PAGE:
One time I gave a preK student a short A test which he finished with pride—his first spelling test! When he found out I had more cards—more tests—he begged me to let him take the cards home and use them for the next week.  His mother later told me that  he took the spelling tests every day. What an eager learner!

Do after-school tutoring centers really improve a child’s reading?

Yes, after-school tutoring centers can improve the reading abilities of many children.

According to 2009 research by the University of Illinois, tutoring centers which do the following have the best chances of helping a student to improve reading skills:

• The center uses trained tutors (experienced teachers but also tutors whom the center trains).

Adult holding a book open for the child next to her and saying, "You and I are going to work together every day."

• The center tests the student to identify his reading strengths and weaknesses and then prepares a plan to address the weaknesses.

• The center continues to assess the student from time to time—with formal tests and with informal tutor appraisals—to show progress or a need for more work on certain concepts.

• The center’s tutors are in touch with the students’ classroom teachers so that they can work together to help students.

• The center’s reading program follows a sequenced strategy.

A 2001 US Department of Education report on tutoring centers agrees on these good practices suggested by the University of Illinois, but adds these others:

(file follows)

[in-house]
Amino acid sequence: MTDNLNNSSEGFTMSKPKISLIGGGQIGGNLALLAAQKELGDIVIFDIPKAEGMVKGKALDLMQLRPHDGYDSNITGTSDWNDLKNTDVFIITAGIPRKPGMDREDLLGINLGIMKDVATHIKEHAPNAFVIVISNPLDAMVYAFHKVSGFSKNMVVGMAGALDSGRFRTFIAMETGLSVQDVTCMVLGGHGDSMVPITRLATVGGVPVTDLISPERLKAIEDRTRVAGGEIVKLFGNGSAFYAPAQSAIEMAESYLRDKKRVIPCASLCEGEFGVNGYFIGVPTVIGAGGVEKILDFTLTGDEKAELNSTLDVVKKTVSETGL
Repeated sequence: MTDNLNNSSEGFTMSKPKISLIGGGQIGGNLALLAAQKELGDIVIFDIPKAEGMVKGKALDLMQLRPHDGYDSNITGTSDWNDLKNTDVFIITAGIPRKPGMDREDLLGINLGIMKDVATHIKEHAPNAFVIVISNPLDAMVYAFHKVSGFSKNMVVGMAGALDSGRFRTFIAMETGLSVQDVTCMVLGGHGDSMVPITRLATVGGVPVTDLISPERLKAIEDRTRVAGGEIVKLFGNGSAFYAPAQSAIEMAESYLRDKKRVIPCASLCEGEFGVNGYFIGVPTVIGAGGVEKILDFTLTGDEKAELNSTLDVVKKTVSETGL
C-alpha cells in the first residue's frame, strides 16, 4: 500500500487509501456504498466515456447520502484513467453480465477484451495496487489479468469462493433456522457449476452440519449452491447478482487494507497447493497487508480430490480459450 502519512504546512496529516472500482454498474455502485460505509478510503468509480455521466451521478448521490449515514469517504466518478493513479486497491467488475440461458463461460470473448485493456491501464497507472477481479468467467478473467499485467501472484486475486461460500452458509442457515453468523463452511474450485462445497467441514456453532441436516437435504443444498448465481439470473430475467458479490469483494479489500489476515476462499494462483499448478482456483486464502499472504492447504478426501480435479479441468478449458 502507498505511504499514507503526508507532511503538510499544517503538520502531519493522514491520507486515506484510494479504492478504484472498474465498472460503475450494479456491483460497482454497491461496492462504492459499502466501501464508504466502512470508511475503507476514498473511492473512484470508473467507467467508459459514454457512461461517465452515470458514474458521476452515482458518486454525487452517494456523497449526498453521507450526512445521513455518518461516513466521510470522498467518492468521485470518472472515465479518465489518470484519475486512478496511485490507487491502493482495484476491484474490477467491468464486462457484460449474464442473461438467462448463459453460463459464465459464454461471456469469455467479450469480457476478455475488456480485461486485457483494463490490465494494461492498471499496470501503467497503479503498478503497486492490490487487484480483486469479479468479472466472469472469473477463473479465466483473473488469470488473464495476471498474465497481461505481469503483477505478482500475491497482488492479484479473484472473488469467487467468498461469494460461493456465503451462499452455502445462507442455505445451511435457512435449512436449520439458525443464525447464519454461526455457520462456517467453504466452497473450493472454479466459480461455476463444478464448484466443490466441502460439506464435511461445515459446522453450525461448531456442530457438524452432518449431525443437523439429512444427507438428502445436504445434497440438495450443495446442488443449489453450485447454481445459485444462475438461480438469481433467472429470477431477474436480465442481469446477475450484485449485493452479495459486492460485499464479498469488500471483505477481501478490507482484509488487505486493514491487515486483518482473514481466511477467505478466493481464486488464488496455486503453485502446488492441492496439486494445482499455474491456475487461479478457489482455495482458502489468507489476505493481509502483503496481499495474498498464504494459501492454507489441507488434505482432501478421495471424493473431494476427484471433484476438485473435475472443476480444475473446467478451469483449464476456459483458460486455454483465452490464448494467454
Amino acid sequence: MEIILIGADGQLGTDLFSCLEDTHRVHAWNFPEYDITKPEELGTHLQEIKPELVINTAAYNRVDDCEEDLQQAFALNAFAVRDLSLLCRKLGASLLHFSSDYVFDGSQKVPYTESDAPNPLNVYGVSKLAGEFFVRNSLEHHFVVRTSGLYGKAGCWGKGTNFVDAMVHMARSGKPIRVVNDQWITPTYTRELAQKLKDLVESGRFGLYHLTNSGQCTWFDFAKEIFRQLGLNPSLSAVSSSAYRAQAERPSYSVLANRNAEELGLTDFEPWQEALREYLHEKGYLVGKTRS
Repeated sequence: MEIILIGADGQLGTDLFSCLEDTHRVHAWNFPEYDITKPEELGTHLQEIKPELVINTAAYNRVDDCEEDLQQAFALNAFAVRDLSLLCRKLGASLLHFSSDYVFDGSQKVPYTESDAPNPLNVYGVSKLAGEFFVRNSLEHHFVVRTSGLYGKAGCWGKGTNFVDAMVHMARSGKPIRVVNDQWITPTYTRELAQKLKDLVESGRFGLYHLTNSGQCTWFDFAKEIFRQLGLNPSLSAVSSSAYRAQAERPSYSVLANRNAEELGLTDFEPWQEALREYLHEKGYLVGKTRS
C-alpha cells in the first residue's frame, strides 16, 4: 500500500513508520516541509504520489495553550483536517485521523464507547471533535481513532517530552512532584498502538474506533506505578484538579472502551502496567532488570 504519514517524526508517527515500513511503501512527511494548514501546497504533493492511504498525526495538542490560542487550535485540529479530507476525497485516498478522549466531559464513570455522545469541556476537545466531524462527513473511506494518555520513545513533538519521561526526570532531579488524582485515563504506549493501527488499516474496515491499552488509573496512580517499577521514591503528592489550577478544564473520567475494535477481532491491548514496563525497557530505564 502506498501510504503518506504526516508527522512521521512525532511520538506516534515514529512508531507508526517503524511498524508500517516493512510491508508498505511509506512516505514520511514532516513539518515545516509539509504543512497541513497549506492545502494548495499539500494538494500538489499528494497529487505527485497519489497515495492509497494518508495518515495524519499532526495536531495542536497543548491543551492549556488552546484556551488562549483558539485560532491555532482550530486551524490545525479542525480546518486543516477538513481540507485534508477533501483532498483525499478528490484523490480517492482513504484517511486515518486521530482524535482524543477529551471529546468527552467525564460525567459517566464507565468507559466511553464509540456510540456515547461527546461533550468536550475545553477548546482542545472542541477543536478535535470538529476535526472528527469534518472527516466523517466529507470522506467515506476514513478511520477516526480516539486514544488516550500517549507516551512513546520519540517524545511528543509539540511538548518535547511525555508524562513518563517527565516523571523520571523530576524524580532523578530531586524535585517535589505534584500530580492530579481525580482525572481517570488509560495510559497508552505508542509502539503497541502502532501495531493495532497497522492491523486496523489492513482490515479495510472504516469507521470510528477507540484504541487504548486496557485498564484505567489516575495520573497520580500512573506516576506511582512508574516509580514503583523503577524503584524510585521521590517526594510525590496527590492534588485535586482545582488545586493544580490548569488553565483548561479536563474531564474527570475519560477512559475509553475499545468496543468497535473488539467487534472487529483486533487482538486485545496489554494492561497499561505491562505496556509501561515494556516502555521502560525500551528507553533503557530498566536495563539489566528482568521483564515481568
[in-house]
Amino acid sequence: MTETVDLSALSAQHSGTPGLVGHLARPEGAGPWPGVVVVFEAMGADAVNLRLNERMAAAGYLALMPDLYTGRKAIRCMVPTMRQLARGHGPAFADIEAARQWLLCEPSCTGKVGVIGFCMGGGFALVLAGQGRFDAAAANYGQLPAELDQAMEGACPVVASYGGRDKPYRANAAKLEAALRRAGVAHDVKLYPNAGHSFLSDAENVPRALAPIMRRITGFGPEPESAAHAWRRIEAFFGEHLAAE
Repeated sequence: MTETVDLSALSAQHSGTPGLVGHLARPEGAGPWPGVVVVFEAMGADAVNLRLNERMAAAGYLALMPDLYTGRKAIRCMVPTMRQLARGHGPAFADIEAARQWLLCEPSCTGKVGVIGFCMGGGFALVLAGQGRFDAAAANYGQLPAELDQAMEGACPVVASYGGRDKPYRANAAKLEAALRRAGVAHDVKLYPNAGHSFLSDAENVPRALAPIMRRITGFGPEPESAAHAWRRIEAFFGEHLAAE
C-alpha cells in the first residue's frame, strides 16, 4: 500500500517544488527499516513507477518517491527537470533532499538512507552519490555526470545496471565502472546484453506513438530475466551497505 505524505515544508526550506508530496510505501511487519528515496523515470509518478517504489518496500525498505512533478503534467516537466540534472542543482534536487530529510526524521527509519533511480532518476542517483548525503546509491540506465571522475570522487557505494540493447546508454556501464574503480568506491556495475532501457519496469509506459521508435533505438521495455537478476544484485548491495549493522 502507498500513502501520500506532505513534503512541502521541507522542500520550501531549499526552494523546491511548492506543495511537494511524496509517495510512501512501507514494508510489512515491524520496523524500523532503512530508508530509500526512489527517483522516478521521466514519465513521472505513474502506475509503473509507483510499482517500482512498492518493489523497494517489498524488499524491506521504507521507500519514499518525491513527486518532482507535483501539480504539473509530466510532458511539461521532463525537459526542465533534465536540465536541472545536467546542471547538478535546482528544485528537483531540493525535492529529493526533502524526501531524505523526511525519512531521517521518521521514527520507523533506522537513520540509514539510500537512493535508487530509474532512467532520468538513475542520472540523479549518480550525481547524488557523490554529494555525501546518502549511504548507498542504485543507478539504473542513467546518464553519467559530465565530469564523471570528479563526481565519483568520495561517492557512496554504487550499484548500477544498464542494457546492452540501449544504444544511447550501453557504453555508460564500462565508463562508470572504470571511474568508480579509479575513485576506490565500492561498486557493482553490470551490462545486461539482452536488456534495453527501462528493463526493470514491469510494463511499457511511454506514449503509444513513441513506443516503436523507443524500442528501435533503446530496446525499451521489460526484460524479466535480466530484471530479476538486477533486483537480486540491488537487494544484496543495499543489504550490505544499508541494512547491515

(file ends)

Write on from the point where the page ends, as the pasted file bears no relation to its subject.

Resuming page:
• The center offers intensive, on-going training for teachers.

• The center works with the child regularly (daily or at a minimum of once a week for up to an hour of instruction).

• The center offers individual strategies to meet the needs of the 17 to 20% of students not helped by the center’s usual approach to teaching reading.

Whether a tutoring center can improve the reading skills of a particular child depends on the needs of that child. If a child is doing average-to-well in school or is a good ESL student, the after-school program probably can strengthen his skills. If the child has serious reading problems, such as dyslexia, the tutoring center might be willing to develop an individualized instruction plan. But not all centers are able to do this.

My advice is to identify your child’s needs with the help of his classroom teacher and then interview various tutoring centers to find one which will meet his needs or, if none seem right, look for a private tutor who specializes in teaching reading.

For more information on these research reports, go to
http://www.cprd.illinois.edu/files/ResearchBrief_Tutoring_2009.pdf and http://www.cns.gov/areads/about/evtutoringworks.pdf.

How do I read to my two-year-old? Is he even ready?

Some one-year-olds are ready to be read to, and some two-year-olds are not yet ready. But most are. Reading to a two-year-old can be fun and educational for the child, and subconsciously, prepare the child for more sophisticated reading.

Two-year-olds are all about physical motion, so reading to them should include movement. You could start with board books, and ask the child to tell you what he sees. He might say, “Baby.” Probe a bit. “What is the baby doing? Show me.” Even if he can’t put into words the baby’s actions, he might be able to act them out.  Helen Oxenbury’s books are great for children who cannot speak yet.